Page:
The 2011 report’s description of the situation in the Northeast is sympathetic to the problems of the region’s other minorities. In particular, the Kuy, Yogun and Bru are mentioned as facing extinction.

However, the description regarding the relationships between the peoples of the Northeast is somewhat unusual, “Even though there are diverse ethnic groups in the Esan region… due to the generosity and kind-heartedness of the Esan people in general, as well as their experience of interrelating with people of diverse ethnicities, the Esan people of different ethnic groups mingle well and always welcome people from other places. This background is like a special force that unites them and creates a drive for them to relate more with people in the other regions.”

Nonetheless, submitted as it was in 2011, it completely overlooks Thai-Thai Lao interactions, including widespread destruction in the Northeast in May 2010, mainly focusing on violence against symbols of Thai national rule, including the arson of provincial administrative halls. Indeed, it might be argued that the prevention of additional ethno-political violence in May 2014 was one of the unstated reasons which drove the Thai military to intervene in its May 22 coup.

Speakers of Lao Isaan, adapted from Ethnolinguistic Maps of Thailand, Institute of Language and Culture for Rural Development, Mahidol University, 2005

Speakers of Lao Isaan, adapted from Ethnolinguistic Maps of Thailand, Institute of Language and Culture for Rural Development, Mahidol University, 2005

The draft constitution of 2015 is obviously a retrograde step compared to the progressively-minded report to the UN committee combatting racism. It ignores the more normative constitutions of its neighbors regarding minority rights; is apparently oblivious to the pattern of pluralistic progress put in place since the 1997 Constitution and developed in partnership between major Thai universities, UN organs such as UNESCO and UNICEF, as well as indigenous organizations themselves such as the Tribal Assembly of Thailand and the Inter Mountain Peoples Education and Culture in Thailand Association; and it overlooks its treaty obligations.

Thailand cannot portray itself as a pluralistic country in its reports to supra-national organizations such as the United Nations while failing to put in place organic legislation or at least constitutional safeguards to support minority ethnolinguistic rights, such as the stalled draft of National Language Policy. Nor can it, according to its own draft constitution, grant any measure of autonomy to the Thai Malayu, who now exercise limited elements of Sharia law in the three southern provinces collectively named the Deep South, without providing for autonomy for the Thai Lao and other major minorities such as the six million Khon Mueang of the North.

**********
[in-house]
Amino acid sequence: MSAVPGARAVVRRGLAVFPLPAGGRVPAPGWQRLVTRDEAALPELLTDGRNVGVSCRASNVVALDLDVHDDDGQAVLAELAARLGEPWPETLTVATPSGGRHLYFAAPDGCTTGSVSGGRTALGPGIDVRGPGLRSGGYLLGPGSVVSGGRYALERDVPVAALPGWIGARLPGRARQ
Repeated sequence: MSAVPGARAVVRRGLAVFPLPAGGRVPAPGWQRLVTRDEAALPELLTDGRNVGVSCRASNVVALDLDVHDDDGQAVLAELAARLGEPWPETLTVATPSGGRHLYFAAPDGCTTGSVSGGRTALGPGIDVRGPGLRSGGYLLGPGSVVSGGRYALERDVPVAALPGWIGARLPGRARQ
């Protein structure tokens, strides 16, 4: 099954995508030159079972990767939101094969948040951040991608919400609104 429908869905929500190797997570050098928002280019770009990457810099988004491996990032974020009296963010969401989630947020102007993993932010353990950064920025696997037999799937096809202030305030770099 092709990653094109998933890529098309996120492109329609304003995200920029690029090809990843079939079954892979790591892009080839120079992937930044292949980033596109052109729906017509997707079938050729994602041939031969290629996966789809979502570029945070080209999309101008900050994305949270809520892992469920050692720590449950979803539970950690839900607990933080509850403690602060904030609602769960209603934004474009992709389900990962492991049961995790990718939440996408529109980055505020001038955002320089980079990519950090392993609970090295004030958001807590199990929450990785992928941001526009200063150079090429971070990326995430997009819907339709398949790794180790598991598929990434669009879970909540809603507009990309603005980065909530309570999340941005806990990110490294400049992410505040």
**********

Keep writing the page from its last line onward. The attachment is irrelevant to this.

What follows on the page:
The discrepancy between the “Thainess” of the draft constitution and the hard-won scientifically-based developments in Thai academia, Thai concepts of pluralism, and Thai understanding of their own history as embodied in the 2011 report to the UN Committee on the Elimination of Racial Discrimination, is obvious. It represents a massive reality gap between how radical conservative elements of Thailand’s socio-political spectrum portray the country to its own people in local media and how Thailand could—and still can—develop itself in this crucial field of minority rights in partnership with the international community.

 Thailand cannot continue to dumb down its own population and aim to assimilate rather than integrate and equalize. Further, in recent high-level support for the concept of pan-Thainess based on pseudoscience it risks more than becoming a pariah state; it invokes a specter of xenophobia and the march to authoritarianism buoyed by the chauvinism, which harbors the conceit of the natural leadership of a superior race.

The draft constitution suggests valuable political reforms and is a major intellectual work in its own right. While the promise of reconciliation is there, its inward-looking nature and the lack of any appreciation for minority rights will be its own undoing in the years to come unless it is itself reformed as a matter of urgency.

Postscript

After having read this article, you may at first see the Thai military as the “bad guys.” This would, however, be to fall into the trap of dualism. The Thai military developed Thainess through the filters of British imperialism, French colonialism, Italian fascism, and German Nazism, as well as the bushido concept and Japanese imperialism. More recently, their institutional memory includes some of the worst forms of counter-insurgency and psychological warfare imaginable, acquired during the dirty wars of the Cold War period. And most recently, fourth generation warfare and the technology that facilitates the surveillance state have informed Thai military thinking.

One result of this mentality is that the study of Chakri-period dynastic history in Thailand has been criminalized through the lese majéste laws, seemingly against the wishes of those the law would seek to protect. This death of history – a history dominated by the interactions of an absolute monarchy (and now a strong form of constitutional monarchy) with peoples now minorities in Thailand – has supported processes of assimilation rather than equalization. All this has been documented in the academic literature, a literature that cannot in its entirety be read or studied in Thailand.